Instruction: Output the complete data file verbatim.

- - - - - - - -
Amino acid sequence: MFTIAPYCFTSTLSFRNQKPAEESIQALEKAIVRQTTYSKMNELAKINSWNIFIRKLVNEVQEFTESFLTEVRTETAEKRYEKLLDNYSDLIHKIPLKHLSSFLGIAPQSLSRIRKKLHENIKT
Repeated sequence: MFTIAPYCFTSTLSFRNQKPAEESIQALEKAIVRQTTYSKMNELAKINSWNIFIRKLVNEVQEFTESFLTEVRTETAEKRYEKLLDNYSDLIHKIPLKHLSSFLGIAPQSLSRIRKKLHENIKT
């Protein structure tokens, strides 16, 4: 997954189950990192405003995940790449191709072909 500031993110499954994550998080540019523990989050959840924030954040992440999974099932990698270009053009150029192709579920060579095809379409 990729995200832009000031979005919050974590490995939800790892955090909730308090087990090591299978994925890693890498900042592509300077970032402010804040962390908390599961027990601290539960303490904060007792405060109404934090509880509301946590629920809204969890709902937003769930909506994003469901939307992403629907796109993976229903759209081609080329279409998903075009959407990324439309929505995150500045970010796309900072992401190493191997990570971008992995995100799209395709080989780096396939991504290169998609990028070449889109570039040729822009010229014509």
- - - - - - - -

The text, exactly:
Amino acid sequence: MFTIAPYCFTSTLSFRNQKPAEESIQALEKAIVRQTTYSKMNELAKINSWNIFIRKLVNEVQEFTESFLTEVRTETAEKRYEKLLDNYSDLIHKIPLKHLSSFLGIAPQSLSRIRKKLHENIKT
Repeated sequence: MFTIAPYCFTSTLSFRNQKPAEESIQALEKAIVRQTTYSKMNELAKINSWNIFIRKLVNEVQEFTESFLTEVRTETAEKRYEKLLDNYSDLIHKIPLKHLSSFLGIAPQSLSRIRKKLHENIKT
């Protein structure tokens, strides 16, 4: 997954189950990192405003995940790449191709072909 500031993110499954994550998080540019523990989050959840924030954040992440999974099932990698270009053009150029192709579920060579095809379409 990729995200832009000031979005919050974590490995939800790892955090909730308090087990090591299978994925890693890498900042592509300077970032402010804040962390908390599961027990601290539960303490904060007792405060109404934090509880509301946590629920809204969890709902937003769930909506994003469901939307992403629907796109993976229903759209081609080329279409998903075009959407990324439309929505995150500045970010796309900072992401190493191997990570971008992995995100799209395709080989780096396939991504290169998609990028070449889109570039040729822009010229014509």